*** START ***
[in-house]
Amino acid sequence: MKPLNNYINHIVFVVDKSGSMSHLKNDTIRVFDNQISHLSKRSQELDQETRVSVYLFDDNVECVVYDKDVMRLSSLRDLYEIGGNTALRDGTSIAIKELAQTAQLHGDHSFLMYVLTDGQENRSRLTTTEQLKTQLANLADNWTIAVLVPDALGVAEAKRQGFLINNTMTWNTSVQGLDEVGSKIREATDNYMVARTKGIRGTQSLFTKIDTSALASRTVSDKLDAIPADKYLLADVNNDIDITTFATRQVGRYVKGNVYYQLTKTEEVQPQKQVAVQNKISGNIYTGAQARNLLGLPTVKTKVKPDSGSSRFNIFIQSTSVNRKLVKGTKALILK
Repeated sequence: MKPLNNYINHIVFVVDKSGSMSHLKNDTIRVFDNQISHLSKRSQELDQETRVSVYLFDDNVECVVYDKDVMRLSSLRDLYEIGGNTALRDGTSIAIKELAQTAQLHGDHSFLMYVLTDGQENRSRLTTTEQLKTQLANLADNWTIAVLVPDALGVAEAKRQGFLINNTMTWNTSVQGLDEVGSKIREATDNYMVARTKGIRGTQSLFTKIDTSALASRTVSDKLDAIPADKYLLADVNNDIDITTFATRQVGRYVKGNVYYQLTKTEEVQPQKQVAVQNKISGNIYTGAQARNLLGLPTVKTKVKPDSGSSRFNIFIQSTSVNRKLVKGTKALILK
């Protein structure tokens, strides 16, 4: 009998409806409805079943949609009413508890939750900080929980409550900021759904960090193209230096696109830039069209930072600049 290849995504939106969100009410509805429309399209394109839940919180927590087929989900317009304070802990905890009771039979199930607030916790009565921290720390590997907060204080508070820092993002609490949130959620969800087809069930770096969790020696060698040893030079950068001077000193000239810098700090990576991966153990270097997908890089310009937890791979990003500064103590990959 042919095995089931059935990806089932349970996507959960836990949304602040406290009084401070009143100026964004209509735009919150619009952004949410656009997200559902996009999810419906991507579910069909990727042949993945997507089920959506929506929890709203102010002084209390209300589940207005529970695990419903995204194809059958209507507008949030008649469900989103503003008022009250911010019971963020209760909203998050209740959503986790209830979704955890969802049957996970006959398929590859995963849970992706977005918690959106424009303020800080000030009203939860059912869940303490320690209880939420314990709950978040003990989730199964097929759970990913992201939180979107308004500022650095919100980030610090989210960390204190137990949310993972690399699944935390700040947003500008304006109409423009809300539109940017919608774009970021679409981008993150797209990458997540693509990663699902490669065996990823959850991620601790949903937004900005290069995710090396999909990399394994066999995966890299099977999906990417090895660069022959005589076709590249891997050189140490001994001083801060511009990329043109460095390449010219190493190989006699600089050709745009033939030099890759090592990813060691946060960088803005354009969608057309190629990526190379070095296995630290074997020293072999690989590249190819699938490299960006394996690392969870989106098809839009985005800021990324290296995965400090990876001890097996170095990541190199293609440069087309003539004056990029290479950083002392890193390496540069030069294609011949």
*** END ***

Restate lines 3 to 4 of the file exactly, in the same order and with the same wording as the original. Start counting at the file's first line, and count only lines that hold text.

Repeated sequence: MKPLNNYINHIVFVVDKSGSMSHLKNDTIRVFDNQISHLSKRSQELDQETRVSVYLFDDNVECVVYDKDVMRLSSLRDLYEIGGNTALRDGTSIAIKELAQTAQLHGDHSFLMYVLTDGQENRSRLTTTEQLKTQLANLADNWTIAVLVPDALGVAEAKRQGFLINNTMTWNTSVQGLDEVGSKIREATDNYMVARTKGIRGTQSLFTKIDTSALASRTVSDKLDAIPADKYLLADVNNDIDITTFATRQVGRYVKGNVYYQLTKTEEVQPQKQVAVQNKISGNIYTGAQARNLLGLPTVKTKVKPDSGSSRFNIFIQSTSVNRKLVKGTKALILK
């Protein structure tokens, strides 16, 4: 009998409806409805079943949609009413508890939750900080929980409550900021759904960090193209230096696109830039069209930072600049 290849995504939106969100009410509805429309399209394109839940919180927590087929989900317009304070802990905890009771039979199930607030916790009565921290720390590997907060204080508070820092993002609490949130959620969800087809069930770096969790020696060698040893030079950068001077000193000239810098700090990576991966153990270097997908890089310009937890791979990003500064103590990959 042919095995089931059935990806089932349970996507959960836990949304602040406290009084401070009143100026964004209509735009919150619009952004949410656009997200559902996009999810419906991507579910069909990727042949993945997507089920959506929506929890709203102010002084209390209300589940207005529970695990419903995204194809059958209507507008949030008649469900989103503003008022009250911010019971963020209760909203998050209740959503986790209830979704955890969802049957996970006959398929590859995963849970992706977005918690959106424009303020800080000030009203939860059912869940303490320690209880939420314990709950978040003990989730199964097929759970990913992201939180979107308004500022650095919100980030610090989210960390204190137990949310993972690399699944935390700040947003500008304006109409423009809300539109940017919608774009970021679409981008993150797209990458997540693509990663699902490669065996990823959850991620601790949903937004900005290069995710090396999909990399394994066999995966890299099977999906990417090895660069022959005589076709590249891997050189140490001994001083801060511009990329043109460095390449010219190493190989006699600089050709745009033939030099890759090592990813060691946060960088803005354009969608057309190629990526190379070095296995630290074997020293072999690989590249190819699938490299960006394996690392969870989106098809839009985005800021990324290296995965400090990876001890097996170095990541190199293609440069087309003539004056990029290479950083002392890193390496540069030069294609011949």